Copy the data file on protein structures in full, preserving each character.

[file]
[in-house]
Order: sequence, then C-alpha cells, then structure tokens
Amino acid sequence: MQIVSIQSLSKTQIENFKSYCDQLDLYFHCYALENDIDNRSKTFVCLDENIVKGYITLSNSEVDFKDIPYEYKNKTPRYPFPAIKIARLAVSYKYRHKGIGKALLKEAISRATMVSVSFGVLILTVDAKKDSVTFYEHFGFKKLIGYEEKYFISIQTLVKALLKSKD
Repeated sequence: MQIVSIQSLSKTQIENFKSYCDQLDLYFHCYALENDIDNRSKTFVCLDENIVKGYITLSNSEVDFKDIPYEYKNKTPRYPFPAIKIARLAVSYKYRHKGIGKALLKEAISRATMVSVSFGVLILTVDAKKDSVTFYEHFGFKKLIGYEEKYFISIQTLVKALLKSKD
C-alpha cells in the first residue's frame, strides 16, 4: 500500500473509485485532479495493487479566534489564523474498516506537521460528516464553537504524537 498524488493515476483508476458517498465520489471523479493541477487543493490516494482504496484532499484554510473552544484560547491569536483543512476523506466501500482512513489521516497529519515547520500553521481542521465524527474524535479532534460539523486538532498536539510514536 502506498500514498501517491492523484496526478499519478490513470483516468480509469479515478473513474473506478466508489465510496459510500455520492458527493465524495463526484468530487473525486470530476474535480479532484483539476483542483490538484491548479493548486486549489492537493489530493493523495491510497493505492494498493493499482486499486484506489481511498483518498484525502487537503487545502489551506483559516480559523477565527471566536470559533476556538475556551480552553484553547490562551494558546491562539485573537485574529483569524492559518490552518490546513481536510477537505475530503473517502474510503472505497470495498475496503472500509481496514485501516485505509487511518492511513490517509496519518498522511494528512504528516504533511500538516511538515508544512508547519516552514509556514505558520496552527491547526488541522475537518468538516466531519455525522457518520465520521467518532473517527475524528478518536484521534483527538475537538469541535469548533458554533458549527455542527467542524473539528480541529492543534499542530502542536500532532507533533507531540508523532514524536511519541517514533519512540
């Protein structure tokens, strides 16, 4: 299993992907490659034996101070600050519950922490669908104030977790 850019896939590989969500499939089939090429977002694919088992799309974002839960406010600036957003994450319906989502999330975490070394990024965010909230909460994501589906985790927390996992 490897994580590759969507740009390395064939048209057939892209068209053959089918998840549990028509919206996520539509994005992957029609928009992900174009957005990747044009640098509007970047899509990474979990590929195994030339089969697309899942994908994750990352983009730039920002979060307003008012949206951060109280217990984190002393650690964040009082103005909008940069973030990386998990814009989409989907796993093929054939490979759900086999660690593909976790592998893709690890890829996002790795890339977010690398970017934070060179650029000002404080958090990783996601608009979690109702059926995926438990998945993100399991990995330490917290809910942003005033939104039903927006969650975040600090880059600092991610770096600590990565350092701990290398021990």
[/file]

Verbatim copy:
[in-house]
Order: sequence, then C-alpha cells, then structure tokens
Amino acid sequence: MQIVSIQSLSKTQIENFKSYCDQLDLYFHCYALENDIDNRSKTFVCLDENIVKGYITLSNSEVDFKDIPYEYKNKTPRYPFPAIKIARLAVSYKYRHKGIGKALLKEAISRATMVSVSFGVLILTVDAKKDSVTFYEHFGFKKLIGYEEKYFISIQTLVKALLKSKD
Repeated sequence: MQIVSIQSLSKTQIENFKSYCDQLDLYFHCYALENDIDNRSKTFVCLDENIVKGYITLSNSEVDFKDIPYEYKNKTPRYPFPAIKIARLAVSYKYRHKGIGKALLKEAISRATMVSVSFGVLILTVDAKKDSVTFYEHFGFKKLIGYEEKYFISIQTLVKALLKSKD
C-alpha cells in the first residue's frame, strides 16, 4: 500500500473509485485532479495493487479566534489564523474498516506537521460528516464553537504524537 498524488493515476483508476458517498465520489471523479493541477487543493490516494482504496484532499484554510473552544484560547491569536483543512476523506466501500482512513489521516497529519515547520500553521481542521465524527474524535479532534460539523486538532498536539510514536 502506498500514498501517491492523484496526478499519478490513470483516468480509469479515478473513474473506478466508489465510496459510500455520492458527493465524495463526484468530487473525486470530476474535480479532484483539476483542483490538484491548479493548486486549489492537493489530493493523495491510497493505492494498493493499482486499486484506489481511498483518498484525502487537503487545502489551506483559516480559523477565527471566536470559533476556538475556551480552553484553547490562551494558546491562539485573537485574529483569524492559518490552518490546513481536510477537505475530503473517502474510503472505497470495498475496503472500509481496514485501516485505509487511518492511513490517509496519518498522511494528512504528516504533511500538516511538515508544512508547519516552514509556514505558520496552527491547526488541522475537518468538516466531519455525522457518520465520521467518532473517527475524528478518536484521534483527538475537538469541535469548533458554533458549527455542527467542524473539528480541529492543534499542530502542536500532532507533533507531540508523532514524536511519541517514533519512540
């Protein structure tokens, strides 16, 4: 299993992907490659034996101070600050519950922490669908104030977790 850019896939590989969500499939089939090429977002694919088992799309974002839960406010600036957003994450319906989502999330975490070394990024965010909230909460994501589906985790927390996992 490897994580590759969507740009390395064939048209057939892209068209053959089918998840549990028509919206996520539509994005992957029609928009992900174009957005990747044009640098509007970047899509990474979990590929195994030339089969697309899942994908994750990352983009730039920002979060307003008012949206951060109280217990984190002393650690964040009082103005909008940069973030990386998990814009989409989907796993093929054939490979759900086999660690593909976790592998893709690890890829996002790795890339977010690398970017934070060179650029000002404080958090990783996601608009979690109702059926995926438990998945993100399991990995330490917290809910942003005033939104039903927006969650975040600090880059600092991610770096600590990565350092701990290398021990």